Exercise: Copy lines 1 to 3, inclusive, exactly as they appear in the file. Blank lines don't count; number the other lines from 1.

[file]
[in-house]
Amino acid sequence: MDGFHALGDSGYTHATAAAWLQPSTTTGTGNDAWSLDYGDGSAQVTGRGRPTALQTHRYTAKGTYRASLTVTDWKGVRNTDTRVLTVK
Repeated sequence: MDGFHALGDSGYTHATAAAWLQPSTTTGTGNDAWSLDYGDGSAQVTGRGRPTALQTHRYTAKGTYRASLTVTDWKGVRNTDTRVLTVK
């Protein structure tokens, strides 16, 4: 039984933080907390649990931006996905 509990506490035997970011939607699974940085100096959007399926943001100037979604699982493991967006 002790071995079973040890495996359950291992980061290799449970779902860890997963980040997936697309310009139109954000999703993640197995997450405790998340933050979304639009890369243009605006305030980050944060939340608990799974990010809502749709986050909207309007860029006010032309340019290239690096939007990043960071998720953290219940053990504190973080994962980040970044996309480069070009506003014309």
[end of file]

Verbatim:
[in-house]
Amino acid sequence: MDGFHALGDSGYTHATAAAWLQPSTTTGTGNDAWSLDYGDGSAQVTGRGRPTALQTHRYTAKGTYRASLTVTDWKGVRNTDTRVLTVK
Repeated sequence: MDGFHALGDSGYTHATAAAWLQPSTTTGTGNDAWSLDYGDGSAQVTGRGRPTALQTHRYTAKGTYRASLTVTDWKGVRNTDTRVLTVK